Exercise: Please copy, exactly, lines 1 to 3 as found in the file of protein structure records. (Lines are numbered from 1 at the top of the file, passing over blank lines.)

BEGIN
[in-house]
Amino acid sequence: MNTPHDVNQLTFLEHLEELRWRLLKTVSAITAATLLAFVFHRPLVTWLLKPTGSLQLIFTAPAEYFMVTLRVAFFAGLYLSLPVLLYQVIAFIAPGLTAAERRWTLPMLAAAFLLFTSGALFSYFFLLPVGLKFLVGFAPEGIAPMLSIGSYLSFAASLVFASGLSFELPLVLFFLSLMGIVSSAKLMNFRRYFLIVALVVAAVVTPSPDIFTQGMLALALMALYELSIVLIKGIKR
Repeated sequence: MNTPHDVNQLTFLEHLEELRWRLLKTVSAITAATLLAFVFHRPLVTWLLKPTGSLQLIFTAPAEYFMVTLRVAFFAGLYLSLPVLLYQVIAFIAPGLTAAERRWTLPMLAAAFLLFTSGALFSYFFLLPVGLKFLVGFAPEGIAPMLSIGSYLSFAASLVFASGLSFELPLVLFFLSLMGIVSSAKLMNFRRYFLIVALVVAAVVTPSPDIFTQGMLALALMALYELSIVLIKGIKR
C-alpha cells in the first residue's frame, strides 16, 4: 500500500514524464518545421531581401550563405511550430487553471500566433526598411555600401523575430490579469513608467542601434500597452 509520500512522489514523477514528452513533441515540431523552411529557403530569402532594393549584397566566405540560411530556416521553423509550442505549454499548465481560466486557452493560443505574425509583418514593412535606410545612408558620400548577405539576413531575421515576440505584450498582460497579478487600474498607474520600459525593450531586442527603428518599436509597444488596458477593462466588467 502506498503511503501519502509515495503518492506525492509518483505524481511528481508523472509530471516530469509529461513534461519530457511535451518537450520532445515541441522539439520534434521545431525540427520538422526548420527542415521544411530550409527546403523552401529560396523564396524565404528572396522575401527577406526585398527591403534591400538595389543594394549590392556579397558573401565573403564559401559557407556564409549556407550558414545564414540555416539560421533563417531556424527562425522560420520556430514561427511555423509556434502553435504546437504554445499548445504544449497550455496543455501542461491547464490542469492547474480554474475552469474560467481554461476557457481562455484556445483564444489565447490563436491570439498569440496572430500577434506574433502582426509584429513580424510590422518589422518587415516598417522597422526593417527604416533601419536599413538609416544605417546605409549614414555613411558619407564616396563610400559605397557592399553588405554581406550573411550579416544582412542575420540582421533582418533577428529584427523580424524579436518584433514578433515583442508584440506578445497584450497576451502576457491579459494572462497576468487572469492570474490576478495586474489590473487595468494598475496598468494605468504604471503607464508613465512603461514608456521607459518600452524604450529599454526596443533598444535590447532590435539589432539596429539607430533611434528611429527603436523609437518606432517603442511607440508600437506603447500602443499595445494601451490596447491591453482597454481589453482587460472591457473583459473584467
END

[in-house]
Amino acid sequence: MNTPHDVNQLTFLEHLEELRWRLLKTVSAITAATLLAFVFHRPLVTWLLKPTGSLQLIFTAPAEYFMVTLRVAFFAGLYLSLPVLLYQVIAFIAPGLTAAERRWTLPMLAAAFLLFTSGALFSYFFLLPVGLKFLVGFAPEGIAPMLSIGSYLSFAASLVFASGLSFELPLVLFFLSLMGIVSSAKLMNFRRYFLIVALVVAAVVTPSPDIFTQGMLALALMALYELSIVLIKGIKR
Repeated sequence: MNTPHDVNQLTFLEHLEELRWRLLKTVSAITAATLLAFVFHRPLVTWLLKPTGSLQLIFTAPAEYFMVTLRVAFFAGLYLSLPVLLYQVIAFIAPGLTAAERRWTLPMLAAAFLLFTSGALFSYFFLLPVGLKFLVGFAPEGIAPMLSIGSYLSFAASLVFASGLSFELPLVLFFLSLMGIVSSAKLMNFRRYFLIVALVVAAVVTPSPDIFTQGMLALALMALYELSIVLIKGIKR